Pilgrims following the scallop shell and yellow arrow

What attracts an individual to walk 500 miles? More specifically, what drives an individual to walk the Camino de Santiago? Is it the religious, historical, or cultural fixtures? Is it the camaraderie that comes with hiking an established route? Or is it just the desire to take a really good, long walk? Maybe it’s a mixture of it all. Let’s dip our toes into the informational pool that is the Camino de Santiago!

So, Why Does the Camino de Santiago Exist?

According to Christian theology, when Jesus divided the known world into Missionary Zones, James was assigned to the Iberian Peninsula (modern day Spain and Portugal). James spent a few years preaching in Spain before returning to Jerusalem, where he was beheaded in 44 AD. It is believed that his followers carried his body back to Spain. Years later his remains were discovered in Santiago de Compostela. St. James was and still is universally discerned as the patron of pilgrims and once his remains were discovered, many people flocked to the location of his remains. The King of Spain thus declared James to be the patron saint of Santiago and Spain as a whole.

A Brief History:

St. Jean Pied de Port bridge crossing

The Camino de Santiago was one of three pilgrimages that could result in a plenary indulgence during the Medieval Period. Essentially, if you wanted to relinquish yourself of sin, you either walked to Jerusalem, Rome, or Santiago. If you stepped foot with the intent of walking towards Santiago, you were a pilgrim, or peregrino. Pilgrims would utilize the Codex Calixtinus, a collection of books from the 1140s, to guide them to Santiago de Compostela. The Codex Calixtinus was the first of it’s kind and is widely accepted as the world’s first travel guide. Seems like a Dan Brown movie in the making. Anyway, attendance during the Middle Ages peaked and eventually tapered off.

Throughout history, the route to Santiago shaped infrastructure from hospices to bridges and travel ways for pilgrims to reach the cities. The trail brought all types of people together. Cultures mixed, languages merged, and history was influenced. Since the 70s, there has been a proliferation of pilgrims from all over the world that have come together to hike into Santiago.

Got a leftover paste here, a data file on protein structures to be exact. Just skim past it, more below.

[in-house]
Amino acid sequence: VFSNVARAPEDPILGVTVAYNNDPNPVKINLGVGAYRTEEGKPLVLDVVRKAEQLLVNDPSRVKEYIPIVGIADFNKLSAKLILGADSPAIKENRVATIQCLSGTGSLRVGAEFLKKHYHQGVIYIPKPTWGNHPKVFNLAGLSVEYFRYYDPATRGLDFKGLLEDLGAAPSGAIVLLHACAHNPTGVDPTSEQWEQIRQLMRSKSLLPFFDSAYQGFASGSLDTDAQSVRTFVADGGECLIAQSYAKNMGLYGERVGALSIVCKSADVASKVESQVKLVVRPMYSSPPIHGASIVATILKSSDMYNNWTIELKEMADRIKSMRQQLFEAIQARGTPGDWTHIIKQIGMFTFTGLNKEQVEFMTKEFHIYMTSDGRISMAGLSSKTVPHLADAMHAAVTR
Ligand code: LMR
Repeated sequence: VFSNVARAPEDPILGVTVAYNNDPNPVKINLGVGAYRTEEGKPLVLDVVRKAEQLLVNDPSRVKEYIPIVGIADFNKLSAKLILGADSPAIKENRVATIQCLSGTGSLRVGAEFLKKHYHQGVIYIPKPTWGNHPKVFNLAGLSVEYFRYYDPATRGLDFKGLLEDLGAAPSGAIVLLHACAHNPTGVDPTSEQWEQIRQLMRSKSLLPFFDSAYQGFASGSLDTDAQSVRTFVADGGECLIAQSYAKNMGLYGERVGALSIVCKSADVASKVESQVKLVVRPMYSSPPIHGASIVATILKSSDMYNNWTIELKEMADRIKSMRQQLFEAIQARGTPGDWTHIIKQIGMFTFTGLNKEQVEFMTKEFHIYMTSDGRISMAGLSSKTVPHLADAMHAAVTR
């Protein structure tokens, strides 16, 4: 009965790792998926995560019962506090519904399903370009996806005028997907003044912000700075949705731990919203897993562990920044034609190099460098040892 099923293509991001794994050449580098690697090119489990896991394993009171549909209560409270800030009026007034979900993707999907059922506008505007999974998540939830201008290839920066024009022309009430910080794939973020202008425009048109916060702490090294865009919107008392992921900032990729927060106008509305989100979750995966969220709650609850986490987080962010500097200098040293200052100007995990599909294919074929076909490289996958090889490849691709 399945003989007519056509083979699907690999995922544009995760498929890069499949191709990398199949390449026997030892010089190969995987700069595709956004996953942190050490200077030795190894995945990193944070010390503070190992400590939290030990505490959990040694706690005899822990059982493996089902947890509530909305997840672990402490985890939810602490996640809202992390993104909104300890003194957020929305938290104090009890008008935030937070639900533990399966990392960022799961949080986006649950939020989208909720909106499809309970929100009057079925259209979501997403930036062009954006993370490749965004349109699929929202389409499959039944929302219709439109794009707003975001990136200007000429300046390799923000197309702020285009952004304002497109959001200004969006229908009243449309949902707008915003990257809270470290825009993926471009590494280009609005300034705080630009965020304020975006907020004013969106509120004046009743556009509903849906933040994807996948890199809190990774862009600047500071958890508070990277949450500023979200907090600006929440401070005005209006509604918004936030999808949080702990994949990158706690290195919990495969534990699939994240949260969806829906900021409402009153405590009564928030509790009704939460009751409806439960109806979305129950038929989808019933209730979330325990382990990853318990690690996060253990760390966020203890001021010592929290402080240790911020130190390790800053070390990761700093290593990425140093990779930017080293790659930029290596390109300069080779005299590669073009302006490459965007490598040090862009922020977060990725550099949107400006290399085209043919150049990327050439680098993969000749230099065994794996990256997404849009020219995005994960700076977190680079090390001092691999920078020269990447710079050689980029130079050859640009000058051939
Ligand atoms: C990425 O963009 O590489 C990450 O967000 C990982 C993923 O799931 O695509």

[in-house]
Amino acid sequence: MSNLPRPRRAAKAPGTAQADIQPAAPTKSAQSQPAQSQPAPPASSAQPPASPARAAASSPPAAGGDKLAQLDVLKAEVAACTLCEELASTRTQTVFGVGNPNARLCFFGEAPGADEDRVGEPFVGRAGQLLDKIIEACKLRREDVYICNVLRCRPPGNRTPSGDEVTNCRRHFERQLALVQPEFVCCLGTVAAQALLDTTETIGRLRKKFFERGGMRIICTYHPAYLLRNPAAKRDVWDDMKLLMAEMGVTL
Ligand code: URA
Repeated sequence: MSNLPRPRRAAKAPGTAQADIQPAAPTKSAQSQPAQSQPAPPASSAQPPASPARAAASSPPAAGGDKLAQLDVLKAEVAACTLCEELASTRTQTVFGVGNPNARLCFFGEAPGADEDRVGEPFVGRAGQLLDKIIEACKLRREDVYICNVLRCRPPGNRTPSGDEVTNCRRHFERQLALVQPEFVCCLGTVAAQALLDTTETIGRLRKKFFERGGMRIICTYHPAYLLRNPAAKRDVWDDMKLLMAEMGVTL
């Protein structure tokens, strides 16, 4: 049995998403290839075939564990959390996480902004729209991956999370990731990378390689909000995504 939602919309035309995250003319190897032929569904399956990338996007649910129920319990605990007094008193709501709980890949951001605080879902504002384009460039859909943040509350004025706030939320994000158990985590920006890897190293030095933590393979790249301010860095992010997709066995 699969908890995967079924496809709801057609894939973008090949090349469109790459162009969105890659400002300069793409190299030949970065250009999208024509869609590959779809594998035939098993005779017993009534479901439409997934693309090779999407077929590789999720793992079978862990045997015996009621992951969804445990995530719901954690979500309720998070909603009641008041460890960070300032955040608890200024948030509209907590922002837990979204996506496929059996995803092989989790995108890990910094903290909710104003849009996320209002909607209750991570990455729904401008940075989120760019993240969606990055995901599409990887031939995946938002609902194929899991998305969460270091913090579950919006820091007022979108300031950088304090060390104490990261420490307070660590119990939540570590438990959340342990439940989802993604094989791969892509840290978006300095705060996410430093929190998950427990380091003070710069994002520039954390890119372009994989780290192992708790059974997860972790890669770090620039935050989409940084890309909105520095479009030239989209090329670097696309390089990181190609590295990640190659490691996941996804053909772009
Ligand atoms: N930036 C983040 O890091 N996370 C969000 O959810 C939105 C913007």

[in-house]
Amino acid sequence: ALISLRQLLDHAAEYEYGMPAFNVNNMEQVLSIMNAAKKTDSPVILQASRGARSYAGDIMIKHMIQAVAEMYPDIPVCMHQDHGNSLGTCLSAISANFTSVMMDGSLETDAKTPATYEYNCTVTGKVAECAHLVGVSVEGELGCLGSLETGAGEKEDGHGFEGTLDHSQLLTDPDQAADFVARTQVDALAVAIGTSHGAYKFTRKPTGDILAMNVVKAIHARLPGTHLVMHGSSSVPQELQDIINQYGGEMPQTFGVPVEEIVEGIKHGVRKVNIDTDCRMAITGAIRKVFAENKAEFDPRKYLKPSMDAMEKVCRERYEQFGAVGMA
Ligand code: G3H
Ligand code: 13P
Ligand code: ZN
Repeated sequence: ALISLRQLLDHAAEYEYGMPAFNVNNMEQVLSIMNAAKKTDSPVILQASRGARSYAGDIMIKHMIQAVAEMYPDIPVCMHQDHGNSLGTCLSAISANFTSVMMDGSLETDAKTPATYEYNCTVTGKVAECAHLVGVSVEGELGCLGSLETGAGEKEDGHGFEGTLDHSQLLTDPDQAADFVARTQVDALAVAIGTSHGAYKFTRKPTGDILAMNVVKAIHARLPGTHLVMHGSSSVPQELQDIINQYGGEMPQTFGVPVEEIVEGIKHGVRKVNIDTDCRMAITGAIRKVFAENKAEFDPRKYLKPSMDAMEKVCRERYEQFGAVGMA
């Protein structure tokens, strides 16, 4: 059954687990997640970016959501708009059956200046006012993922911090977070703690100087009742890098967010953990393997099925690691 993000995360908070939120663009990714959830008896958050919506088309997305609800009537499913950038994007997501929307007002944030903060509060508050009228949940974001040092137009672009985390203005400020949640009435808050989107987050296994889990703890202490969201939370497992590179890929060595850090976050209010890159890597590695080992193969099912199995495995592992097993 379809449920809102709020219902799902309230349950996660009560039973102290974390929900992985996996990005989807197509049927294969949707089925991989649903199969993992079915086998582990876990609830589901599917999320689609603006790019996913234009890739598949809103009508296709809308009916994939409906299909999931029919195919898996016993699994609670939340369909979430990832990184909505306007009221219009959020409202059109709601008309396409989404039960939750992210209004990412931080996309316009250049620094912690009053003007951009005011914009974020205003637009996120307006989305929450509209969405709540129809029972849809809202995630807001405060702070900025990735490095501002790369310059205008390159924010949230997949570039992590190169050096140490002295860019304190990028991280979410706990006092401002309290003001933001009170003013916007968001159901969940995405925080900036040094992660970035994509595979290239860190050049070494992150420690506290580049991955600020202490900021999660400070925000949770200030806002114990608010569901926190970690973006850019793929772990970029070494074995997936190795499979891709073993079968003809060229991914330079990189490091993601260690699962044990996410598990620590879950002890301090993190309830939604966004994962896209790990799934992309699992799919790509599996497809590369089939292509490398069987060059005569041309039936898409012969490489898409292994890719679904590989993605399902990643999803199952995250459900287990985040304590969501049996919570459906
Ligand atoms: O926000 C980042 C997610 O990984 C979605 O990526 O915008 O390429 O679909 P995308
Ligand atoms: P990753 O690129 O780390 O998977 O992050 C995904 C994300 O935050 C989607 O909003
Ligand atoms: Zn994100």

Why are There So Many Routes?

Camino Bridge Crossing

People have walked to Santiago from all over Europe, creating paths that eventually funneled into the defined routes we have today. Back then, once you took on a pilgrimage, you started your hike from your front door step. And you can still do that today; ocean in your path? I hope you like to swim!

Currently, there are 12 established Camino routes that start in either Spain, Portugal, France, Italy, or Switzerland. The most popular route and most congested is the Way of St. James, the French Route. Picking the right route depends on a variety of factors. Time of year, popularity, terrain, physical ability, and how much time you can dedicate to a hike are all factors. You can start midway on one of the 12 Camino routes, or start in Amsterdam or Moscow. With limitless options, you can definitely tailor a route that works best for you.

Which Route Should You Take?

Greg Scheaffer looking out at the Camino
 

The Camino is most popular during the spring and summer, but it can really be hiked during any season. Plan accordingly though for weather and hostel closures during the cold months. The following routes are going to be displayed in kilometers.

1- Camino Frances, the French Way, is 800km long / 65.6% of pilgrims walk 

The most popular route with an abundance of accommodations, good signage, and many towns along the way. Some sections offer easier, alternative routes.

2- Camino Portugues, the Portuguese Way, is 620 km long /16.4% of pilgrims walk

More rural experience, a lot of walking parallel to roads, but alternative routes are in the works. Many hostels are available and trail is well marked.

3- Camino del Norte , the Northern Way, is 825 km long / 6.1% of pilgrims walk 

Follows the Northern Coast, more demanding than the Frances, cool weather from ocean. Hostels are not as frequent as on the Frances and are a bit pricey.

4- Camino Primitivo, the Original Way, is 342 km long / 4.4% pilgrims walk   

Relatively hard route, a lot of climbing and descending, a fair amount of road walking. More secluded, not as much infrastructure. Heavy rain and cold weather common even during summer.